There’s only one way to solve those riddles: come to the MSA National Conference and Training Day, on March 16 at the Hellidon Lakes Hotel, Northamptonshire, where Rosemary is our keynote speaker. Not only will she deliver the latest on proposed changes but will answer questions from the floor on the current state of the industry – and its future. And there’s so much more on offer. The day will also feature a choice of workshops with subjects as diverse as alcohol and drug awareness, alternative business opportunities for ADIs, and thinking outside the box about coaching. Speakers will include Newslink columnist Sue McCormack and Tony Stanley, owner of AJS Training and a man with over 44 years’ experience of driver training.

“The industry is considering a huge number of changes... this is your chance to get involved at their initial planning stage...”

There will also be plenty of time for delegates to air their views about driver training and its future, including the opportunity to try out the new teaching and learning trend “flipping the classroom”. There will also be exhibition stands, we hope to have vehicles available for test drives, and we’ve built in plenty of breaks between sessions during which you can chew the fat with your fellow ADIs,

network and learn more about the industry from your peers. Of course, because it is an MSA event you can be sure of a few surprises along the way, some serious learning and a few laughs in between the serious bits. It should be a great value, informationpacked day - but you don’t just have to make a day of it. We run the training day as the centre-piece of our national conference. Why not treat yourself to a weekend in a quality, four-star hotel at a bargain price of just £170 for two nights on a bed, breakfast and dinner basis - or just £250 for two people sharing? There’s a couple of social events to enjoy, with a Friday night ‘ice breaker’ based around the hotel’s bowling alley and golf simulator. The event includes a hot buffet. Of course, you don’t have to bowl or swing a club, you can simply use the opportunity to chill out and network with friends old and new. Saturday night is Party Night. Delegates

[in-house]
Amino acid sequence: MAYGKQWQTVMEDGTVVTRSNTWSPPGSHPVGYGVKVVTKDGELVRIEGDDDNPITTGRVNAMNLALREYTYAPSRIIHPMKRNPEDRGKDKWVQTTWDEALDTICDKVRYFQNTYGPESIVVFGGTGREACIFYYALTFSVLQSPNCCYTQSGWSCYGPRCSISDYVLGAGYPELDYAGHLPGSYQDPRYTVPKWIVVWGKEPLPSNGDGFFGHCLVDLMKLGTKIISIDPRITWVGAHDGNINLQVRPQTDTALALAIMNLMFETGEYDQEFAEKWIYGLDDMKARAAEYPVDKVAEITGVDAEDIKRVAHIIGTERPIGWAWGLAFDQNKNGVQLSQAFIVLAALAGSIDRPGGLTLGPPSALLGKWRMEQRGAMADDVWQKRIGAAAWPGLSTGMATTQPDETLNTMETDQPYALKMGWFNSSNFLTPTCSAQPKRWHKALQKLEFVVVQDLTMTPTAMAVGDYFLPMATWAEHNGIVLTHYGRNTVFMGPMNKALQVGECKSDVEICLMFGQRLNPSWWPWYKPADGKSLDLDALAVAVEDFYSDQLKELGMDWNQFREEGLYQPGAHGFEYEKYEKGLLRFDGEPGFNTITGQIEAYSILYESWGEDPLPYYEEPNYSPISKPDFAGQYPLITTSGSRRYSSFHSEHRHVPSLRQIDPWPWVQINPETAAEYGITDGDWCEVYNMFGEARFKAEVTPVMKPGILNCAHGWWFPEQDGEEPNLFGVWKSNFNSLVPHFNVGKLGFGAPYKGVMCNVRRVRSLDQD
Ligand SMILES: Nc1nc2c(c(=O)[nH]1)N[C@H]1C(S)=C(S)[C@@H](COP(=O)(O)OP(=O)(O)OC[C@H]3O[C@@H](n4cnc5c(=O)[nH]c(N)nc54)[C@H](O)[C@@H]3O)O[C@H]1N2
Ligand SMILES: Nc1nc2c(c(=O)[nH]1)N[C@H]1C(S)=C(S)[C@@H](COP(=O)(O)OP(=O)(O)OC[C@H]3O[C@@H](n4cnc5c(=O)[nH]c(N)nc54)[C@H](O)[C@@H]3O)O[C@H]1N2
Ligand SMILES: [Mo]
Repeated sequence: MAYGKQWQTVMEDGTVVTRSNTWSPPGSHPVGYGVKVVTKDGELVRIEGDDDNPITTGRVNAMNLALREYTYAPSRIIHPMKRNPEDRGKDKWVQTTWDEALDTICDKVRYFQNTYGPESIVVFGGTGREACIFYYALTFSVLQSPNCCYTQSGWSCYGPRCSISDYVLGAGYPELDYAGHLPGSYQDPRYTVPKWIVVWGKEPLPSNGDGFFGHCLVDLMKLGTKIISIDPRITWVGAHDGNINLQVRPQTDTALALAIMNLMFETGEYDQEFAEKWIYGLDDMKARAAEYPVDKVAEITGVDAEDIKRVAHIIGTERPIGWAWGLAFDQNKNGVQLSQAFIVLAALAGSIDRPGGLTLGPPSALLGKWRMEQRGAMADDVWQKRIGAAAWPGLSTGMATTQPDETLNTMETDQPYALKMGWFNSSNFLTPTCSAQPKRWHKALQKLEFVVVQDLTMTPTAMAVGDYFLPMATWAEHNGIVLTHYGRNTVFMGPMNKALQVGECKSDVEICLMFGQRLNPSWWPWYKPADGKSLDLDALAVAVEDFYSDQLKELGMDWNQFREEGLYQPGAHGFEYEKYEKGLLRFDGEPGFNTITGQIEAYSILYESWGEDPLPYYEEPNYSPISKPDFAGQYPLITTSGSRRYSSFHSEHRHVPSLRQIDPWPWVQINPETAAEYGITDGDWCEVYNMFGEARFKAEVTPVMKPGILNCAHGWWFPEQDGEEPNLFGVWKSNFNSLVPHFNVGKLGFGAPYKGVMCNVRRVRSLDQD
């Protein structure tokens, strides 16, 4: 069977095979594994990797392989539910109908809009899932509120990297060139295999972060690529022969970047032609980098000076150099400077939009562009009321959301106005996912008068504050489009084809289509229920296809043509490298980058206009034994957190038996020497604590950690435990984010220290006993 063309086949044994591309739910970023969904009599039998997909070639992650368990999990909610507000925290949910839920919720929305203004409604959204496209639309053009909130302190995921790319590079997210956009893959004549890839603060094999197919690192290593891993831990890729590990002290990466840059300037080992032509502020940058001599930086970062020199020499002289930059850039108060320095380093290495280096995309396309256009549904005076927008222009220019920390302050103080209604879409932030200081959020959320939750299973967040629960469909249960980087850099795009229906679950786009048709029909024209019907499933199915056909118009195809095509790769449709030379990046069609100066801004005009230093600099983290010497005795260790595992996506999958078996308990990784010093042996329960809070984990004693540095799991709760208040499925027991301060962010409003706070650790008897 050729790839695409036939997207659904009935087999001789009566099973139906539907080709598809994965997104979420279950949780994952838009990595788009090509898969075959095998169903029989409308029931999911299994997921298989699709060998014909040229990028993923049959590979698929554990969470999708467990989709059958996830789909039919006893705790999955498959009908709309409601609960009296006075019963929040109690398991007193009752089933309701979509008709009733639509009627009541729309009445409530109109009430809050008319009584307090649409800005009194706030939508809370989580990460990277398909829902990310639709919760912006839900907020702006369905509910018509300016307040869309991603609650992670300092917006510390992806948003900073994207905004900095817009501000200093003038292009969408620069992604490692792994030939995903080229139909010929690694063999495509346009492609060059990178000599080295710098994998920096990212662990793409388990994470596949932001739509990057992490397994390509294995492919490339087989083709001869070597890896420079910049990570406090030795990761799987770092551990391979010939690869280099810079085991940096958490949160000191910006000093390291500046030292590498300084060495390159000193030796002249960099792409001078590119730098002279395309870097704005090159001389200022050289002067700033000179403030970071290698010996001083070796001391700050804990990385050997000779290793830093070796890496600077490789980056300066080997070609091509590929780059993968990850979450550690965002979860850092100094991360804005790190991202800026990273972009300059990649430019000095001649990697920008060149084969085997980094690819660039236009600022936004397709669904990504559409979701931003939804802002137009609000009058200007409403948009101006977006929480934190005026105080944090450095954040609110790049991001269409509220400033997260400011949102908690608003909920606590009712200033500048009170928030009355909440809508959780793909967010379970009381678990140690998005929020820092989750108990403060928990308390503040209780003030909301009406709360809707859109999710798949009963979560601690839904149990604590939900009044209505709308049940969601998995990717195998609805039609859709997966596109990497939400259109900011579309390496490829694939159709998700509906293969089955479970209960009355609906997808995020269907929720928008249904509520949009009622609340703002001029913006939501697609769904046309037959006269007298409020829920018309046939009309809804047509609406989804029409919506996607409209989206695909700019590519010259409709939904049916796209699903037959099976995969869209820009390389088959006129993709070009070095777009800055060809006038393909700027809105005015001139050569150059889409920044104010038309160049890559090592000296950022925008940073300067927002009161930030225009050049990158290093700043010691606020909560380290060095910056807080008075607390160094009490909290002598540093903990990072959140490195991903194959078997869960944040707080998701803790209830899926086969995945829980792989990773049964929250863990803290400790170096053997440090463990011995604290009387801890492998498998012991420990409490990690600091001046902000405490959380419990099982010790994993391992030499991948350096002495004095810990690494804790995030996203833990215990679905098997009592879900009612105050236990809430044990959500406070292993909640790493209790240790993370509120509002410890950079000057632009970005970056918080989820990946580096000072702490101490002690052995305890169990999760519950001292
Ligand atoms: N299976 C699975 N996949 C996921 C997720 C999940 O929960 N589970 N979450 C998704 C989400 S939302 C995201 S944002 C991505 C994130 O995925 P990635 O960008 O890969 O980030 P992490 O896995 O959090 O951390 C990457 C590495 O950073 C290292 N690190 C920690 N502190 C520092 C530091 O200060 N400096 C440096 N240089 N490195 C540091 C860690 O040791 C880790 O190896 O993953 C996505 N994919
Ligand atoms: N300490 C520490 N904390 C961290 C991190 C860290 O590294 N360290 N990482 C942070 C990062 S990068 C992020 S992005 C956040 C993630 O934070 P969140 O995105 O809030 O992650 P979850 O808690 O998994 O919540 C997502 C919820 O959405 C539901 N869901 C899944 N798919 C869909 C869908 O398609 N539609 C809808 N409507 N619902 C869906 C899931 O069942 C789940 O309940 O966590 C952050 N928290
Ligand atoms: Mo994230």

will enjoy a wonderful four-course meal before being entertained by one of Northamptonshire’s finest cover bands, Hunsbury Central, a five-piece live act which prides itself on accurately reproducing songs from the 1950s right up to 2000s. It’s a great event, one that will inform, inspire and innovate your teaching. Why not come along and join us for the day or the weekend? As a professional driver trainer it is your responsibility to keep up-to-date on all matters concerning the profession and to keep a record of your personal development. That’s why you should attend our 2013 Conference and Training Day. All attendees will be issued with a CPD completion certificate at the end of the day. So what are you waiting for? It costs just £40 to attend the Training Day as an MSA member – book your place now and get yourself involved in the driver testing and training industry!


MSA CONFERENCE AND TRAINING DAY 2013

New to the industry and want the latest information from the Driving Standards Agency? Want to increase your driver training knowledge? Need to learn more about marketing your business, about training aids and new teaching techniques? Do you want to build a network of your fellow ADIs? Then can we ask.... 

...are you free on

March 16?

msa Annual Conference and Training Day 2013 Hellidon Lakes Hotel, Northamptonshire